Identification and Characterization of Human Monoclonal Antibodies for Immunoprophylaxis Against Enterotoxigenic Escherichia coli Infection
Pondish, Jessica R.
Thomas, William D. Jr.
Barry, Eileen M.
klempner, mark S.
UMass Chan AffiliationsMassBiologics
Allergy and Immunology
Bacterial Infections and Mycoses
Immunoprophylaxis and Therapy
MetadataShow full item record
AbstractBackground. Enterotoxigenic Escherichia coli (ETEC) cause diarrheal illness in infants in the developing world and travelers to endemic countries including military personnel. ETEC infection of the host involves colonization of the small intestinal epithelium and toxin secretion leading to watery diarrhea. There is currently no vaccine licensed to prevent ETEC. CFA/I is one of the most common colonization factor antigens (CFAs). The CFA/I adhesin subunit, CfaE, is required for ETEC adhesion to host intestinal cells. Human antibodies against CfaE have potential to block colonization of ETEC and serve as an immunoprophylactic against ETEC-related diarrhea. Methods. Mice transgenic for human immunoglobulin genes were immunized with CfaE to generate a panel of human monoclonal IgG1 antibodies (HuMAbs). The most potent IgG1 identified in the in vitro functional assays were selected and isotype switched to secretory IgA (sIgA) and tested in animal colonization assays via oral administration. Results. Over 300 unique anti-CfaE IgG1 HuMabs were identified. The lead IgG1 anti-CfaE HuMAbs completely inhibited hemagglutination and blocked adhesion of ETEC to Caco-2 cells. Epitope mapping studies revealed that HuMAbs recognized epitopes in the N-terminal domain of CfaE near the putative receptor binding site. Oral administration of anti-CfaE antibodies in either IgG or secretory IgA isotypes inhibited intestinal colonization in mice challenged with ETEC. A two to four log decrease of colony forming units was observed as compared to irrelevant isotype controls. Conclusions. We identified fully human monoclonal antibodies against CfaE adhesion domain that can be potentially employed as an immunoprophylaxis to prevent ETEC-related diarrhea.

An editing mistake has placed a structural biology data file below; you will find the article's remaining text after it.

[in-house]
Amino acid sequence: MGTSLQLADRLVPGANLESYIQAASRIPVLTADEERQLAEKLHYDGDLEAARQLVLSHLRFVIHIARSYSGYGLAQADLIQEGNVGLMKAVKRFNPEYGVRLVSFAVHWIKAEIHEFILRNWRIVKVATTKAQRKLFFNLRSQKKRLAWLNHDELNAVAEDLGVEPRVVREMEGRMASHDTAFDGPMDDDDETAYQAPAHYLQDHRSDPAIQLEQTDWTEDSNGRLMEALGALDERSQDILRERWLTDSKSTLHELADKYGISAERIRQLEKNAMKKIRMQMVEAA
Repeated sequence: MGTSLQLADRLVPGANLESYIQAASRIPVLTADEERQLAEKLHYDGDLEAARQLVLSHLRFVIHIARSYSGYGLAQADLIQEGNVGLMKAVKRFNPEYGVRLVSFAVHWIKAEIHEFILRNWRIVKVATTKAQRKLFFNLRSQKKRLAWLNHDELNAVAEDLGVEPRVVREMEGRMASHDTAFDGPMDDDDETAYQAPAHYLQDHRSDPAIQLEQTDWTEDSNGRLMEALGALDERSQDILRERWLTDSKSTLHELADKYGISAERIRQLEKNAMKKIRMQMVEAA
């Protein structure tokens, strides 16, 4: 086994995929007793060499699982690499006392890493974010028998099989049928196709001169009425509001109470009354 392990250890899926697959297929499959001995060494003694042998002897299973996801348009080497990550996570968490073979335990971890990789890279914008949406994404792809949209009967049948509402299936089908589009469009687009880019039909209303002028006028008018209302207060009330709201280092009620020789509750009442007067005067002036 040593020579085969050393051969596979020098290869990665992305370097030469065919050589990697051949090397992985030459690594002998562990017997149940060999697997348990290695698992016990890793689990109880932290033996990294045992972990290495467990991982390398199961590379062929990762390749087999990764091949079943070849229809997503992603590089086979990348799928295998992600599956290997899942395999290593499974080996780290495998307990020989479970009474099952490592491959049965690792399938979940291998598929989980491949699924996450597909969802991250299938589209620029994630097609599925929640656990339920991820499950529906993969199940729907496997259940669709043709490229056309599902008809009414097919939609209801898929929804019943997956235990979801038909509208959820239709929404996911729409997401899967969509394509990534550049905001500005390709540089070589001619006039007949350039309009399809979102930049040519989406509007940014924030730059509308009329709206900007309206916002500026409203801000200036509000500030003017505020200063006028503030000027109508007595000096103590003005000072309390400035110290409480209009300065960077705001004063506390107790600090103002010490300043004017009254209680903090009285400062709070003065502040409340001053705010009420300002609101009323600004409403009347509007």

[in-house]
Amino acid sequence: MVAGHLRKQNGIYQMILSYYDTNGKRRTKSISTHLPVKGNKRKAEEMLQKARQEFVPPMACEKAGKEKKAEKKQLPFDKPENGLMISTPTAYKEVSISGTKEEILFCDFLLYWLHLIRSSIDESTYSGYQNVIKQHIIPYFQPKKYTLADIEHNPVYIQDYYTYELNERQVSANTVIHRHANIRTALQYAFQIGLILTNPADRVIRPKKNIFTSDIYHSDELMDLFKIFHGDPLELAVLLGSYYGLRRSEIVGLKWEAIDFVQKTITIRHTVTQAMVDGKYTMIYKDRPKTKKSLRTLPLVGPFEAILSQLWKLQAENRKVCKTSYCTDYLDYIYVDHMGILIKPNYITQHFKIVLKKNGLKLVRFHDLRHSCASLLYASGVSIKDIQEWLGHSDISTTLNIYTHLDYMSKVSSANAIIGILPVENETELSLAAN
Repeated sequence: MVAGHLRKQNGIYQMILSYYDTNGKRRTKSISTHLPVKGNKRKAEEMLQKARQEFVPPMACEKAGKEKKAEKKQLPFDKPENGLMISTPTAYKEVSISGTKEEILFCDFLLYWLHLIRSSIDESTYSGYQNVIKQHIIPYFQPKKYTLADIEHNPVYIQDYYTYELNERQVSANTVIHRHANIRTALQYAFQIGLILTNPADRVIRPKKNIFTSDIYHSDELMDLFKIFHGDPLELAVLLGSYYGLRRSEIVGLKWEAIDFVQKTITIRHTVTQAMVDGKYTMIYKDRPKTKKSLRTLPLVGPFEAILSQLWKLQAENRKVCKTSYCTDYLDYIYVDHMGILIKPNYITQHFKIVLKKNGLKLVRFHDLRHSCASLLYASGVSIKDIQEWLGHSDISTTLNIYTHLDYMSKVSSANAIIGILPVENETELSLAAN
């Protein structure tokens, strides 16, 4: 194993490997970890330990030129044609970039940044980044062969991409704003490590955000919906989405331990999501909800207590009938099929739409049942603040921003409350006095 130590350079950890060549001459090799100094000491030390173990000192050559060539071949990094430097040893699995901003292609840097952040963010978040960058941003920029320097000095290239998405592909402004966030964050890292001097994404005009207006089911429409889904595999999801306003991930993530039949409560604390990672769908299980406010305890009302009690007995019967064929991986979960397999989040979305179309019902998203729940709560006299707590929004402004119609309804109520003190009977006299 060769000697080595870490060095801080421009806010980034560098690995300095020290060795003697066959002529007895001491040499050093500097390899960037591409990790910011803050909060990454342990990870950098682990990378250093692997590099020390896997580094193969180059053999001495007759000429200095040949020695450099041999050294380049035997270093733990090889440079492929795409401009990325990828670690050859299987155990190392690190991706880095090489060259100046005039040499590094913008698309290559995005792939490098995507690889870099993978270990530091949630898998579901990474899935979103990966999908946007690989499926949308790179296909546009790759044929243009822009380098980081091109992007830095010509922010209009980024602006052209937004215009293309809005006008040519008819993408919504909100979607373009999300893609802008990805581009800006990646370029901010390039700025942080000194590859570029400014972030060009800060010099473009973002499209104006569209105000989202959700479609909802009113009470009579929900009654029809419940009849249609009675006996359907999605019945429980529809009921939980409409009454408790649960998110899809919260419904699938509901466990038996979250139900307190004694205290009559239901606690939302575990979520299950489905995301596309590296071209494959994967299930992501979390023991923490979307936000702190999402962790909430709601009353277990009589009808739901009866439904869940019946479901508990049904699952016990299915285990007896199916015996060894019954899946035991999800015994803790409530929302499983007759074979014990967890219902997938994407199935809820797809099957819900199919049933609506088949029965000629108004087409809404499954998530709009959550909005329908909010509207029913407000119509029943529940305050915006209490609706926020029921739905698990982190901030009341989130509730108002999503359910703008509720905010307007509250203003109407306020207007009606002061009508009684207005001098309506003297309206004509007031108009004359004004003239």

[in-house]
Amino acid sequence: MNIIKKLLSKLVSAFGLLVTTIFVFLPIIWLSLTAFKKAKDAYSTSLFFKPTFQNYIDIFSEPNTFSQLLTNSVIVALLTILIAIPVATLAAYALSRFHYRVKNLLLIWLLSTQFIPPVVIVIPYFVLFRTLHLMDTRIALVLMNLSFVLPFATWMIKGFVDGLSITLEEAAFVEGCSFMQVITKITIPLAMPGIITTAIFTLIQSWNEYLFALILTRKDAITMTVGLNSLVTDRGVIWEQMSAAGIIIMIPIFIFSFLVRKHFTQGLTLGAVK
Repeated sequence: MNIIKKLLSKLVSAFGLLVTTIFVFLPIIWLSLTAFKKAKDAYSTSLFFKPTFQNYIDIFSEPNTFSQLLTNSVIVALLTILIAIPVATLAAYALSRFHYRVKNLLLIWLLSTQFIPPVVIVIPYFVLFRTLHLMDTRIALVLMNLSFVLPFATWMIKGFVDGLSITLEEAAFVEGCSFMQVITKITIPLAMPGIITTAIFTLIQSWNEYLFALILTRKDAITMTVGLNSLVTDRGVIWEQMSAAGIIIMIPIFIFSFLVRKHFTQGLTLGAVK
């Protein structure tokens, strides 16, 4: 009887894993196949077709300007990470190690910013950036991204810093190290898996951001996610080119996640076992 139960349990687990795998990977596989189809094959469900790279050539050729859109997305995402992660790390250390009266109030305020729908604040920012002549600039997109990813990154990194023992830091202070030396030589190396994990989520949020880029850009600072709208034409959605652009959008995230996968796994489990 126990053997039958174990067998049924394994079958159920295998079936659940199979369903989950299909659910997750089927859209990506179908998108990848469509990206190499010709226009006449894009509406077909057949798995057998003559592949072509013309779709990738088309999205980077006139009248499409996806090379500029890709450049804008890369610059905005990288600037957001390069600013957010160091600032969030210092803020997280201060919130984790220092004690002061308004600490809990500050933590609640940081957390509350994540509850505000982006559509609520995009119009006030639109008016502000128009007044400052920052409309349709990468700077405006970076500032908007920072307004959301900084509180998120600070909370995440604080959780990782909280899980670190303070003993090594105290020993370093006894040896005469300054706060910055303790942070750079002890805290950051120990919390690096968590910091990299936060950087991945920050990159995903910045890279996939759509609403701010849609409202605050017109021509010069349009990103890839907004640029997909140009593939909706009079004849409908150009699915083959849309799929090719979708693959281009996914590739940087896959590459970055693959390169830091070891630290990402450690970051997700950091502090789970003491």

Infect Immun. 2018 Aug. 86:e00355-18. doi: 10.1128/IAI.00355-18. Link to article on publisher's site
Permanent Link to this Itemhttp://hdl.handle.net/20.500.14038/40698
RightsCopyright © 2018 Giuntini et al. This is an open-access article distributed under the terms of the Creative Commons Attribution 4.0 International license.
Except where otherwise noted, this item's license is described as Copyright © 2018 Giuntini et al. This is an open-access article distributed under the terms of the Creative Commons Attribution 4.0 International license.